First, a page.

Archaeologists uncover remains of Pompeii victim 'decapitated while trying to flee'

Casey Dawson
June 1, 2018

Officials said the man had suffered from a leg infection that may have caused walking difficulties and thus impeded his escape.

Archaeologists have discovered the remains of a man in Pompeii who they believe survived the first blast of Mount Vesuvius only to be crushed by a stone block launched by the volcanic cloud as he was attempting to flee almost 2,000 years ago.

The Parco Archeologico di Pompei's assessment of the find suggests "that the individual survived the first eruptive phase of the volcano, and subsequently sought salvation along the alley now covered in a thick layer of lapilli [rocks ejected by a volcano]".

The victim, believed to have been over 30 years of age at the time of his odd death, appears to have been found lying face up.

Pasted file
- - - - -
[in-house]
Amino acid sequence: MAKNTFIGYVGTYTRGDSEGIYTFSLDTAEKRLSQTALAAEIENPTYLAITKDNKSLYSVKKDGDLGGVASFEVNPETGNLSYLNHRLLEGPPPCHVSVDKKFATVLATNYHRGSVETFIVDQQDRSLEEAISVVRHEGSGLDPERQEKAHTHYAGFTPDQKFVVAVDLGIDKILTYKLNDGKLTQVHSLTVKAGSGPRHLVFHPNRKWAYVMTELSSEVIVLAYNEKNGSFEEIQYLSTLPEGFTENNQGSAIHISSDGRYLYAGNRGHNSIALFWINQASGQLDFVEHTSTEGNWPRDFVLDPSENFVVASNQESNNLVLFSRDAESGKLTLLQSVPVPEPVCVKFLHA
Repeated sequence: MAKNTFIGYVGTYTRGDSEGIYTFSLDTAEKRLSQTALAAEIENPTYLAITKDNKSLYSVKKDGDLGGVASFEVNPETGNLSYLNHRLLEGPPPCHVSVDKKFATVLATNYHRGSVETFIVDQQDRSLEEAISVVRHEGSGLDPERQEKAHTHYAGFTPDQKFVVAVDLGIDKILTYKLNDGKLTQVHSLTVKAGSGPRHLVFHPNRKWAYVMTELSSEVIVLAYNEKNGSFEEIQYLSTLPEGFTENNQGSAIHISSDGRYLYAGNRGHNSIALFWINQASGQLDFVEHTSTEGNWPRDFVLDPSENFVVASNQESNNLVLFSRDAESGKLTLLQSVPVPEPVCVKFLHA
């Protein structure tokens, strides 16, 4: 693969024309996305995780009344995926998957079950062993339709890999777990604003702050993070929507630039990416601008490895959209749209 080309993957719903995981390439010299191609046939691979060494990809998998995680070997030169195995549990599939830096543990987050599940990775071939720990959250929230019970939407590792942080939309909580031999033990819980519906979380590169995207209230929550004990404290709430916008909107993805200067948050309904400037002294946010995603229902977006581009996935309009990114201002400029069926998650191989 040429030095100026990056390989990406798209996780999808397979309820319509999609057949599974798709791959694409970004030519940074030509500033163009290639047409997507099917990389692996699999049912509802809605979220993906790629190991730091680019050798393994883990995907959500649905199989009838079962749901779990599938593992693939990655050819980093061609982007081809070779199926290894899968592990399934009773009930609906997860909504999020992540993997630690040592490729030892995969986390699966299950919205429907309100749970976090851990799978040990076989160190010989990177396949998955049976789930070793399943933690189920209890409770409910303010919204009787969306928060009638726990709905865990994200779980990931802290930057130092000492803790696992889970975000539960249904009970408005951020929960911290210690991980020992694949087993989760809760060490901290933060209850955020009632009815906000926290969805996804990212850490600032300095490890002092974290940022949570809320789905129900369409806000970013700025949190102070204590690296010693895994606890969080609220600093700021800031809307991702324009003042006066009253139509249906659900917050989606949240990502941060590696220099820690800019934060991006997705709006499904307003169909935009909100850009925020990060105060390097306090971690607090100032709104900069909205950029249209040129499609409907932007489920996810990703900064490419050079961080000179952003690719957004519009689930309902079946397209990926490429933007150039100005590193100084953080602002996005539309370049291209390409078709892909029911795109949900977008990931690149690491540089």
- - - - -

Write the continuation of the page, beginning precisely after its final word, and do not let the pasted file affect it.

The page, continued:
The unlucky bloke, estimated to be in his mid-30s was said by officials to have been struck after the rock was "violently thrown by the volcanic cloud".

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Archaeologists working at the ancient Roman city of Pompeii, Italy, found the man's remains from A.D. 79.

The massive explosion of Vesuvius, which destroyed Pompeii and Herculaneum, is one of history's best-known natural disasters.

When Mount Vesuvius erupted way back in the year AD 79, it was one of the most catastrophic events that humans had ever experienced up to that point. Archaeologists began new excavations at the site in March at a section called "Regio V".

They also managed, for the first time, to make a cast of the complete body of a horse that was killed in the eruption. In the 1800s and 1900s, they dug in the area where we found the skeleton, but they did not go as deep as we did. The remains of his skull have not yet been found.

This process involves injecting liquid plaster into the cavities left behind when bodies encased in volcanic ash from the eruption decomposed.

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